Recently I purchased a Tiger:


Nothing is perfect but this RV has a total length of 19 feet, so going to the mall or anywhere a typical SUV can go, it can go.

I chose a Duramax engine for the durability, power,economy a diesel can offer. I also chose the 4x4 option to get to trail heads and put-ins that would stop a normal RV.

I liked the over-cab sleeper too.

Since the Tiger is configured by your choices the manufacturer incorporated Thule Racks into the fiberglass top during construction (along with 2 large Concorde batteries/inverter, GPS, rear-view camera, etc.)

We had an extra Thule bar put on the back rear (where roof meets the back exterior wall) and on that extra bar we put large conical rollers:


It is simple to lift up the bow and place it on the roller, then I climb up while my paddling partner (you do have a paddling partner dont you?) holds the boat. Then I simply pull/roll the kayak onto the other Thule racks and then tie them down.

A ramp can be made that looks like a two section ladder from the rear. One section is mounted on pivots on the bumper and the other section is mounted to pivots on the extra thule bar at the extremem rear of the roof. One section slides up and out and the other down and out and clicks in place. On the top ladder surface you would put wheels like the Yakima Hully Rollers that can click off in a non rolling setting or even a rope that will slip off as you pull the boat up. This holds the kayak in position while you climb up the ladder.

Get a folding kayak
and carry it in your RV.

5th wheel
We looked at the motorhomes and went to a 5th wheel trailer because there were too many problems loading kayaks on top. We carry our kayaks centered and stacked on the tow vehicle. We can carry the kayaks with sterns 4’ into the bed this way and the trailer turns around them so we can carry boats up to 18’ without excessive front overhang. I figured I would have to tow a towed so I might as well tow a trailer. I get about 12 mpg with my set up which is more than I would get with a motorhome of similar size. Also, once we are set up we can move around with the truck. The motor home without a towed would be a lot easier to drive but we went with what worked for us. My wife insisted on a 5th wheel while I was looking at tags because of the ease of racking the boats. I did not agree to the 5th wheel until I figured out a way to rack the boats. I will admit the 5th wheels are a lot easier to tow.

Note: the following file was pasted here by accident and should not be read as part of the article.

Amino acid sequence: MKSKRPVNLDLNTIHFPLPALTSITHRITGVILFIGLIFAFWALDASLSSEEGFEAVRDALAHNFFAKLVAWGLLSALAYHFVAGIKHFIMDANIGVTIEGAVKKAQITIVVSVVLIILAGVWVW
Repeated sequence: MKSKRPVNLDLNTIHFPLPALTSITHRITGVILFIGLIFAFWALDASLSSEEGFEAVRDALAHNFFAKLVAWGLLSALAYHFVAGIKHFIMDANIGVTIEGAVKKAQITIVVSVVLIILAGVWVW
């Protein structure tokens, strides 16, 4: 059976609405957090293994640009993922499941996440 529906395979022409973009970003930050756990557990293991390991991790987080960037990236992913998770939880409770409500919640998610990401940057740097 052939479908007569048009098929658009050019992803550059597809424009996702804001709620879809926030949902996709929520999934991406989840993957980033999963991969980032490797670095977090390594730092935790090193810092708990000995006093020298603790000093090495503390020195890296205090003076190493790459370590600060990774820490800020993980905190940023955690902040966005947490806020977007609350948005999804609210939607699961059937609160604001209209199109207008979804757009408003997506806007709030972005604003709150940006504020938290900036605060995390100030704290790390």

I had designed a rack system for RV top carry. I figured side plates made from 1/8" stainless or 1/4" aluminum. I thought they should be about 10"-12" long and bent 90* at the top. Height would depend on needed clearence. Unistrut would be mounted on the side plates to span the roof. The kayak saddles would be mounted to the strut. Rollers would be mounted to the luggage rack or a piece of marine carpet could be glued down to the rear roof if there is no rack. I am not an engineer and if you use this design you do so at your own risk.

Or a take-apart kayak
EasyRider, Nimbus, and one of the Brit makers have 3-piece composite kayaks that bolt together. Heavier than the regular models, but the individual pieces would not weigh much and they’d fit inside an RV.

Hey kfsrmn, I currently have a 5th wheel trailer, and have been trying to decide the best system for mounting my touring boats on the truck. Do you have any pictures of your system? If so, post them or e-mail them to me if you can. Thanks much!!!

Please Think Twice!
There is still time to avoid becoming a menace to society. Do you really need to drive around in a huge piece of machinery to enjoy your retirement? As you age your driving reflexes worsen and you become a hazzard. Live simply so others can simply live. Many of us who live in mountain communities, tourist areas etc LOATH RVs that slow traffic, block roads, consume excess gas. Ask anyone who has driven behind retirees up Logan Canyon,through Zions N.P. up Berthoud Pass, along the Big Sur Coastline. If you do decide to drive one, please do not park next to me in a pristine alpine campground or beach and run your generator, tv, stereo system ect and then dump your sink, toilet etc where someone will want to pitch a tent in the dark and find they have found your sewage by accident. For the price of an RV you could stay at thousands of campgrounds in a tent, hundreds of B and Bs and just carry your boats on the top of your car, truck or small tent trailer. Also consider the price of having repairs done while on the road. Road break-downs in an RV in a remote area are a huge expensive nightmare.